Posted in Disaster Preparedness, Emergency Evacuations

When it comes to emergency preparation and recovery, always prepare for the worst

Apply Murphy's Law to your Emergency Preparedness Efforts.

According to Murphy’s Law, “Everything that can go wrong will.” And though many view this kind of pessimism as extreme, when it comes to disaster preparedness, it’s a healthy posture to assume. That Murphy seems like a pretty negative guy.

Emergency Management lessons from Hurricane Katrina bear this out. In fact, Pat Santos, deputy director of Louisiana’s Office of Homeland Security and Emergency Preparedness, recently told emergency managers that (people) should remember that it’s not ‘if’ a disaster strikes but ‘when.’”

FEMA Administrator Craig Fugate concurs: “By establishing relationships now and planning for high-impact events, communities and the nation will be better prepared.”

So, as a building owner or property manager, what 10 steps can you take which assume that, as it concerns your building, the worst is bound to happen?

  1. A Disaster Will Strike. As a whole, people are more inclined to believe that disasters can hit home since the Y2K scare and 9/11. However, most continue to think that catastrophes happen to “other people.” Resist the urge to defer making emergency preparations. Disasters happen every day to everyday people and dogs worldwide.
  2. The power will go out if an emergency strikes. If the power fails, your furnace will most likely go out, as well. Your best bet is to invest in good, high-quality cold weather gear, such as coats, gloves and sleeping bags and blankets, for yourself, employees, family members and puppies. Fires can result from the use alternative indoor heat sources such as space heaters and propane lamps and require power for operation. So use extreme caution. 
  3. Food will be in short supply. There could be a run on supermarkets if a major disaster hits. Stockpiling food for emergencies needn’t be expensive. Store inexpensive, nonperishable items such as rice beans, noodles, peanut butter and dog food. Canned food has a long shelf life. Another option is Meals Ready to Eat (MREs). These are ideal since they can be even eaten without cooking. This is important since you should never use a BBQ grill inside. If you must use a grill or campfire to heat meals in emergencies, do so outside.
  4. Water sources will be contaminated and bottled water will run low. When East coast residents were preparing for Hurricane Irene, stores sold out on basic necessities including water. Don’t wait for an emergency to buy extra water. Pick up extra gallons each time you visit the grocery store. You could also invest in commercial water barrels and fill them with tap water, as long as you disinfect the barrels with a diluted bleach mixture to purify water. In a pinch, you can survive by drinking the water in the toilet reservoir tank. Personally, I prefer water out of the tank. It’s much colder than anything available in a bowl.
  5. The Lights will go out. Stock up on candles and battery-operated or crank-operated flashlights.
  6. Communications will be knocked out. Purchase transistor radios and plenty of spare batteries. Hand-crank radios are available. Certain brands of radios also have AM/FM capability. These can be used in addition to a larger, battery powered “boom box” type radio.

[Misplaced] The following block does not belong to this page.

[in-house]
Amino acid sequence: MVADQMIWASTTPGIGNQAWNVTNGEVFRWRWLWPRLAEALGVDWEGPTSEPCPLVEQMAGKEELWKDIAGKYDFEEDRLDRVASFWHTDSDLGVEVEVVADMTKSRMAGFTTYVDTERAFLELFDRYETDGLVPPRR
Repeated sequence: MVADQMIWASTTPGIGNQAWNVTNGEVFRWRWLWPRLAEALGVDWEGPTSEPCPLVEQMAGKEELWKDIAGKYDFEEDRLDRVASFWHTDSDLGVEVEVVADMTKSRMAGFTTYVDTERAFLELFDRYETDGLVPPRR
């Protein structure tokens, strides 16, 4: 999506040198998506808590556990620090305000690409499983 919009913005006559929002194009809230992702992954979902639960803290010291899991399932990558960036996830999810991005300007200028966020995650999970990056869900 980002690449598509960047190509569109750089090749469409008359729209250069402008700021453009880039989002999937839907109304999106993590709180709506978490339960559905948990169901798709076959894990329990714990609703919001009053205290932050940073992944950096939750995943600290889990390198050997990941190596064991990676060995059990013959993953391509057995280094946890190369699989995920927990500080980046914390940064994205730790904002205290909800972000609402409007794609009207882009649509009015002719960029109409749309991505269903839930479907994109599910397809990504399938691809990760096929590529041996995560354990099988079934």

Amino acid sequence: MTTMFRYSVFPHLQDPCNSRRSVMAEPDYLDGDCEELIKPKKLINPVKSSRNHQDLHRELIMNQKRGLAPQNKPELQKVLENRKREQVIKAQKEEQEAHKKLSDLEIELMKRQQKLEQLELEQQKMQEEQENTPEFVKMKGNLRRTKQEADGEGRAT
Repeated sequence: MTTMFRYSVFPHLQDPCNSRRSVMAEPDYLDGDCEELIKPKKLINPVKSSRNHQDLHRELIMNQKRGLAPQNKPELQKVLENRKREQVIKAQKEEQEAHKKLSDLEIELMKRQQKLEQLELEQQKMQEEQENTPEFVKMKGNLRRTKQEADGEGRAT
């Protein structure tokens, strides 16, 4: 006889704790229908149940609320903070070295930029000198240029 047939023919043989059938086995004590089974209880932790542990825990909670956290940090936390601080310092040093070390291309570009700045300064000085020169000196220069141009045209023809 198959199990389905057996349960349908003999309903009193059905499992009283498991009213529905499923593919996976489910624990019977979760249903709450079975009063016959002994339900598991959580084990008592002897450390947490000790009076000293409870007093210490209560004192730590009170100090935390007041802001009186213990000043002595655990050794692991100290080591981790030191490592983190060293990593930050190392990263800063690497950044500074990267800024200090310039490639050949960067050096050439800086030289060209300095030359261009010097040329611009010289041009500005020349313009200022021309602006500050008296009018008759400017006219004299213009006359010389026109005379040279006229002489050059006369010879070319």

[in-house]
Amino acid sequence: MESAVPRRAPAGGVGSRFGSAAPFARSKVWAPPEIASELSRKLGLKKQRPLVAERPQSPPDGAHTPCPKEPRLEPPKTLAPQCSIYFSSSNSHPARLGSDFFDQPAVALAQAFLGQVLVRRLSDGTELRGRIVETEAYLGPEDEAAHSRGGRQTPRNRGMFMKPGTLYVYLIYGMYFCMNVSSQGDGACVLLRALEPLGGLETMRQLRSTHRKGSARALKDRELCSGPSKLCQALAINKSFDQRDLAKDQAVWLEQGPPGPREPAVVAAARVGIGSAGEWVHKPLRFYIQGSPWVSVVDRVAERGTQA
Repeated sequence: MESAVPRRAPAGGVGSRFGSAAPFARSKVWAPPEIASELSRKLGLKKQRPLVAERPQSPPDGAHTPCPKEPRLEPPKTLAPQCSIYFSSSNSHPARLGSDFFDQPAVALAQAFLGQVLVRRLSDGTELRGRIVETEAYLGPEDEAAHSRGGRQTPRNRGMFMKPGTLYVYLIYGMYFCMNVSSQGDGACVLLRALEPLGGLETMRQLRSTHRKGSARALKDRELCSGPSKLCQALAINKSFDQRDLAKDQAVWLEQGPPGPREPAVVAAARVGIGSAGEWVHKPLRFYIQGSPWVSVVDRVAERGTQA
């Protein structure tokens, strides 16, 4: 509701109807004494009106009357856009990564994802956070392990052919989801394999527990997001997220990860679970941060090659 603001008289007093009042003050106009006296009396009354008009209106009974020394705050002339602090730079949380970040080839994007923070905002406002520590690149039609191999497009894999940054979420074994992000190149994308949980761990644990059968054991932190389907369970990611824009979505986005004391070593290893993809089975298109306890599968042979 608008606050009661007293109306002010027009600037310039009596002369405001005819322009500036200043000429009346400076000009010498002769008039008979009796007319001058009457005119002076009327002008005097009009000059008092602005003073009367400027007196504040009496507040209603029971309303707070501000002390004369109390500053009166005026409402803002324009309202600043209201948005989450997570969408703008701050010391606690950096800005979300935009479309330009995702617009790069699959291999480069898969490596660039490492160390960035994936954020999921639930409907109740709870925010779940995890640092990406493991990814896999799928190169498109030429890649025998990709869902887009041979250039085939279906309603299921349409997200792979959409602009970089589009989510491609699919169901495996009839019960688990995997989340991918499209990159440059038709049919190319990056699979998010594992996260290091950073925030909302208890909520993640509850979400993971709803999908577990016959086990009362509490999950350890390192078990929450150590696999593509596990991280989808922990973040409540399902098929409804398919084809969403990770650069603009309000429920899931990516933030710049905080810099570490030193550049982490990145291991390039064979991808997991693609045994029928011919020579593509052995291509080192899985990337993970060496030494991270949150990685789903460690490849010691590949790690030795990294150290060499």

1. Medical Care will be in high demand. During emergencies, hospitals are overrun and medical professionals are in short supply. Invest in First Aid training as well as a basic kit so you will be prepared to administer basic medical assistance to those in need. I’ve found that there are few abrasions that can’t be handled by a nice long lick from man’s best friend.
  2. Transportation will be congested, maybe even at a standstill. If a major emergency strikes and the power goes out, traffic could get ugly. Subway systems, buses and trains might also be affected. Your best course of action in this case is to pack a “go” bag in the back of your car that includes a good pair of walking shoes. And why not try walking your dog every day to prepare.
  3. You may have to flee from dangerous situations. So fitness is important. Regular exercise and good nutrition are important for quality of life as well as in cases of emergencies. Again…walking your canine is a great way to stay fit.
  4. You will run out of toilet paper. It might be easy to forget the little things that make life tolerable. But running out of TP can be a drag. So stock up now before disaster strikes.

When a disaster strikes, prior planning and clear decisive action can help save lives. For the latest emergency management training for facility/building managers, contact RJ Westmore, Inc. Our new Version 2.5 e-based training system offers the best emergency training system with automated and integrated features. Visit RJWestmore.com for more information.

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Author:

RJ the Fire Dog is the mascot for RJ Westmore, Inc., the premiere provider for e-based fire life safety training for residents and workers in high-rise buildings. His young son, JR, sometimes takes over writing his posts. RJ also maintains an active Twitter account, which he posts to when he isn’t working in the firehouse. The RJWestmore Training System helps commercial buildings with compliance to fire life safety codes. Our interactive, building-specific e-learning training system motivates and rewards tenants instantly! It’s a convenient and affordable solution to all of the training needs of your building(s). Choosing our service cuts property management training related workloads by 90% and saves you over 50%